JOINT BASE LANGLEY-EUSTIS, Va. - The U.S. Army Training and Doctrine Command Special Troops Battalion partnered with Sexual Assault Response Coordinators for a Sexual Harassment Assault Response and Prevention Amazing Race on April 21. The race emphasized the Army’s support and effort to end sexual assault and harassment within its force.
The STB supports Doctrine Command for TRADOC by providing command and control of administration, logistics, training, and military justice and operations, to enable TRADOC mission success.
Fort Eustis units formed six teams of 10, and participated in healthy team building, knowledge, and physical fitness testing through four challenge points across Fort Eustis. To navigate from point to point, teams completed a word unscramble. SARCs required all teams to be present and answer two questions on an index card to hand back. Each exercise performed was dependent on whether a question was answered correctly or incorrectly.
Command Sgt. Maj. Paul Biggs, Futures and Concepts Center, announced the winning team and presented a prize. This event was in recognition of Sexual Assault Awareness and Prevention Month.
“We are highlighting [Sexual Assault Harassment Response and Prevention] for a month, and that’s great. But it is something we should be doing all twelve months out of the year,” Biggs said.
Promoting an environment of mutual trust between leaders and Soldiers is an Army value, which allows cohesive teams to grow–eliminating unwanted behaviors and improving unit readiness.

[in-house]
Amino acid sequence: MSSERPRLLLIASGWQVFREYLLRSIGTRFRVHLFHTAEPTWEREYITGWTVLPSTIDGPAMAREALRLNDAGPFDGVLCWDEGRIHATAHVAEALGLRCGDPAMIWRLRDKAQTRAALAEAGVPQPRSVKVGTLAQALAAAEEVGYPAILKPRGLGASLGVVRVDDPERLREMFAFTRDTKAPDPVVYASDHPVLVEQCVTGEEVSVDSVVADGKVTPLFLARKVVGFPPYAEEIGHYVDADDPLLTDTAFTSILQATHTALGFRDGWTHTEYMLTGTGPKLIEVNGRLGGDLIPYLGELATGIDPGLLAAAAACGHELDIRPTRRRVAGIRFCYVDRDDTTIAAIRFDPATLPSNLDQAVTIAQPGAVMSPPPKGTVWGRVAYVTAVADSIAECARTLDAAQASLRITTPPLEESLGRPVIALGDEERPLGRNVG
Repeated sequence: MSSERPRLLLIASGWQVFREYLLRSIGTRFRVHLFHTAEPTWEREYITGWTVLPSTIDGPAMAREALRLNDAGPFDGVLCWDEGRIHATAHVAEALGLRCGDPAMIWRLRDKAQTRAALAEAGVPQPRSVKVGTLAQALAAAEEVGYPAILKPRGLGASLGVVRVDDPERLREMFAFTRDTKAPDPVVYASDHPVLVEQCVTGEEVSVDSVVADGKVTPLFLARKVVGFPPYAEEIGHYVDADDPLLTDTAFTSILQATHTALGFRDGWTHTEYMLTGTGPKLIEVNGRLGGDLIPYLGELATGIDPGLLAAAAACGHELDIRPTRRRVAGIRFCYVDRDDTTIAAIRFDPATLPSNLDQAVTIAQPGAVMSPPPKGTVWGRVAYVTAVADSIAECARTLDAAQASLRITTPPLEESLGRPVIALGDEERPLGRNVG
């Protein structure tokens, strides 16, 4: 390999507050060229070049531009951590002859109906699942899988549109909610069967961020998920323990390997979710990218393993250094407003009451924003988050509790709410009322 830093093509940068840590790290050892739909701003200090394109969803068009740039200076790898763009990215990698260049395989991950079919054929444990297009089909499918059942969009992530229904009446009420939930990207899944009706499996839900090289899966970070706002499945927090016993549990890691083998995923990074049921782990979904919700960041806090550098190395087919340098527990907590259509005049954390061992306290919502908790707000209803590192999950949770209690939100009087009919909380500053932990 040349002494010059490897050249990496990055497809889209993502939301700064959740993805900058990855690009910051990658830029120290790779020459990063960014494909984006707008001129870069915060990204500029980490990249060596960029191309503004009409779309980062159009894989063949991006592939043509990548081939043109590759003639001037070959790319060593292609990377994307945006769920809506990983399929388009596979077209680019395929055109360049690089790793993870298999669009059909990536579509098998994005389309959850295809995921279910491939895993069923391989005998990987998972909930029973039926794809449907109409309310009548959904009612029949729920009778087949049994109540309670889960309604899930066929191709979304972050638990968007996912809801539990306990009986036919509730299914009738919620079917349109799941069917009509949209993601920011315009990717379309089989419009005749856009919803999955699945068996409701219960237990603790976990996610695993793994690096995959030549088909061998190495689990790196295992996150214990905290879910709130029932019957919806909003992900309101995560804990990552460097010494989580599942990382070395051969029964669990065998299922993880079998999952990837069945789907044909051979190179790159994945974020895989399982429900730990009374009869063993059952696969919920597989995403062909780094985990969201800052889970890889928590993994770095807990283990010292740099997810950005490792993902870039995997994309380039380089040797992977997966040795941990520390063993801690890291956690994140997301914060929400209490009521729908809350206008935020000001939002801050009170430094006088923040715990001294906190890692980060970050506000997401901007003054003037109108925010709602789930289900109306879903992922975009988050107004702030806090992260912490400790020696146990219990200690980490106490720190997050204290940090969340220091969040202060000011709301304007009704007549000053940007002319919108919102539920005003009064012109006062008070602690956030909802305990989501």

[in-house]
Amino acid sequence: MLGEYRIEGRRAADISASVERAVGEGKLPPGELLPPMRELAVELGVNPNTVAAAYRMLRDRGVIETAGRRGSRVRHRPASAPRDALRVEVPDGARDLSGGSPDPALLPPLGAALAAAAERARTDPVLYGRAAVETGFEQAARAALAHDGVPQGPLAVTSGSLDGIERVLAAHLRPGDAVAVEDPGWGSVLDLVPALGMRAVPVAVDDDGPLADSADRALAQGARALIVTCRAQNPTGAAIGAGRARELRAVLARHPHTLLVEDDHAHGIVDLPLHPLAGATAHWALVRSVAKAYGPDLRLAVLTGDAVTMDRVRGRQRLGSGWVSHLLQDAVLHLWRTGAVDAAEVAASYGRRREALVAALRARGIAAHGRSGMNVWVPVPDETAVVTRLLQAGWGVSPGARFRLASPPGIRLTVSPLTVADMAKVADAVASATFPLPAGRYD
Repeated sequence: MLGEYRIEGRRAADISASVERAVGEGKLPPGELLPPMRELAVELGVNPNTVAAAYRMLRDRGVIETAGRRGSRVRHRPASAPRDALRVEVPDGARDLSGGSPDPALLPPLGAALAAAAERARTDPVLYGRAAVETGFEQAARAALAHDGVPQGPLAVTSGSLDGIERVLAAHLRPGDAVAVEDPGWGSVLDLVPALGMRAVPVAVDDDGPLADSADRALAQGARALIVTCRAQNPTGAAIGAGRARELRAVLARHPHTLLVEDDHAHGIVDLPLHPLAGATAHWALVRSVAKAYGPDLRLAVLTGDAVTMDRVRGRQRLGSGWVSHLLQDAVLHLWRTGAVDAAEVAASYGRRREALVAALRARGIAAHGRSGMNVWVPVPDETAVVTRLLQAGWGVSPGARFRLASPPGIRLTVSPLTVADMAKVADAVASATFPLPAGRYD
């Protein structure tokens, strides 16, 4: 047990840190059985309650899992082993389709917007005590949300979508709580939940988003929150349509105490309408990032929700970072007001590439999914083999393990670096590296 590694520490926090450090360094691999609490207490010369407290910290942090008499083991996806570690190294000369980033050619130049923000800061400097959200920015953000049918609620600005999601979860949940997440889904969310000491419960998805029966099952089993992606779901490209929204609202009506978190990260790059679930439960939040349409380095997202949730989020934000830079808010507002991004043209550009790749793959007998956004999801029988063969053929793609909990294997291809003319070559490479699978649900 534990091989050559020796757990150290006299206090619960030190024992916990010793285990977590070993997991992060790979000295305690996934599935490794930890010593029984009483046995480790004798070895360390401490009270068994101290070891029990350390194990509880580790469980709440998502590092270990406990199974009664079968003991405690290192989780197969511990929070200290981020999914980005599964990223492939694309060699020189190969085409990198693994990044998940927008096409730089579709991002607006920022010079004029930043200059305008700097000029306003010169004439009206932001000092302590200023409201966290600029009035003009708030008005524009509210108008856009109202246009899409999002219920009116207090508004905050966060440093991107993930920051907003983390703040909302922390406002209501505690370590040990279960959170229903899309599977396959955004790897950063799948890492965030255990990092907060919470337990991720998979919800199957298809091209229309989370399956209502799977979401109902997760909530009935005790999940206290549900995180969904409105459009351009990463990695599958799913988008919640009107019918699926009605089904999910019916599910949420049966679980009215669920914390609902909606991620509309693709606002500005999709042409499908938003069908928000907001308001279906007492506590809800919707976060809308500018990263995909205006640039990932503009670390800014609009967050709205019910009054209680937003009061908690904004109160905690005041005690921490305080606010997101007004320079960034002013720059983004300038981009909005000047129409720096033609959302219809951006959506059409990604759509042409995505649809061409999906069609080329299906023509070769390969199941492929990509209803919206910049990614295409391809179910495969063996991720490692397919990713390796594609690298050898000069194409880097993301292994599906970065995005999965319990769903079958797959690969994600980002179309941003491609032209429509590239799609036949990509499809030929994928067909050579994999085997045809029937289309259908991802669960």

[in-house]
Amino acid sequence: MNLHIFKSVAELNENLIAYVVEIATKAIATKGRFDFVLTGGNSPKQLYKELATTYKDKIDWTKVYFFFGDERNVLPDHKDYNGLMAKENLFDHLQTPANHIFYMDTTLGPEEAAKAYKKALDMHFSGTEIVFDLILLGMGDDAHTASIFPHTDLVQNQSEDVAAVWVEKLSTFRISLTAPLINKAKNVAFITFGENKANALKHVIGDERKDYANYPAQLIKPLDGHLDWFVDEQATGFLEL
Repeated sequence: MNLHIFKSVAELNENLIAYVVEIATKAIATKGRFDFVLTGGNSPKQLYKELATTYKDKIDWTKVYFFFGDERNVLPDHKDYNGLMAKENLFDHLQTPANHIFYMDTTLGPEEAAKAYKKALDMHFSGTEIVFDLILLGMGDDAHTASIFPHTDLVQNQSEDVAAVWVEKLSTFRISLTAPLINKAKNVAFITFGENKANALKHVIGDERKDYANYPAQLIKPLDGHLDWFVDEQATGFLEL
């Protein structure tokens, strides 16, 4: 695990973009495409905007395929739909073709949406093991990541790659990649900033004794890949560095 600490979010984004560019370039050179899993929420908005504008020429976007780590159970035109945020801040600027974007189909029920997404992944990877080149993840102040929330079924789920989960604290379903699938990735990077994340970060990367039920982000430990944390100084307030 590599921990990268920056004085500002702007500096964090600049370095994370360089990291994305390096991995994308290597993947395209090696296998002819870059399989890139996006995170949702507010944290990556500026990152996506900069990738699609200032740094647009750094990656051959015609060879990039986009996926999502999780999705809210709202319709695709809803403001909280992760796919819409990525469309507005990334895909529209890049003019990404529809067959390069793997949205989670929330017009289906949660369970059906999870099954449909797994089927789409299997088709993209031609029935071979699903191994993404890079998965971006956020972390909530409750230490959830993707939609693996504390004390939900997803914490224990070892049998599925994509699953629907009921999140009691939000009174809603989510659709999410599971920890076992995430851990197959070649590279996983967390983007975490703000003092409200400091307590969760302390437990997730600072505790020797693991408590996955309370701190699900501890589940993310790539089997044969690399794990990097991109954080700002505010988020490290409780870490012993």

“I do not want my spouse to [experience sexual assault or harassment],” Biggs said. He also stated he felt gaining knowledge about SHARP would help him educate his son about sexual misconduct.
Biggs shares that sexual harassment and assault prevention is more than a training requirement. Beyond the Army’s stance to eradicate sexually harmful behaviors, members should value it like family.
“Connecting to the organization is great, but it’s more than that. As an Army, we are a family,” Biggs said.
At one of the Amazing Race stops, SARCs asked questions about bystander intervention. Teams conducted 50-100 hand release push-ups depending on correct or incorrect answers. An active bystander performs by:
• Directing by addressing the perpetrator and removing either party from the situation
• Distracting the perpetrator by changing the subject
• Delegating an additional person to help intervene, or calling on help from the chain of command
First Sgt. Brian Smetana, Headquarters and Headquarters Company, U.S. Army Training and Doctrine Command, emphasized the importance of bystander intervention, and what it means for him as a Soldier.
”Sexual assault is a big problem. It is going to take every Soldier to understand that it is their duty to intervene if they witness an event that doesn’t look right,” Smetana said. “As Soldiers we need to have each other’s back like we would down range.”
The Fiscal Year 2019 Army Annual Report recorded that in 2018, an estimated of 24.2 percent of active duty women and an estimated 6.3 percent of active duty men indicated experiencing sexual assault.
Sgt. Cheyenne Bickerstaff, 93rd Signal Brigade, shared that fellow family, friends, and Soldiers she knows have experienced unwanted sexual behaviors.
“An event like this shows me that I am in a community that supports people who have experienced unfortunate situations,” Bickerstaff said. “If I were to ever be in a situation like that, I know I have my battle buddies to my left and right. They don’t agree with it or support it.”
The Army encourages reporting, thoroughly investigates unrestricted reports of sexual assault and complaints of sexual harassment, while holding offenders appropriately accountable. If you witness or become a victim of sexual misconduct, contact your leadership or a SHARP representative.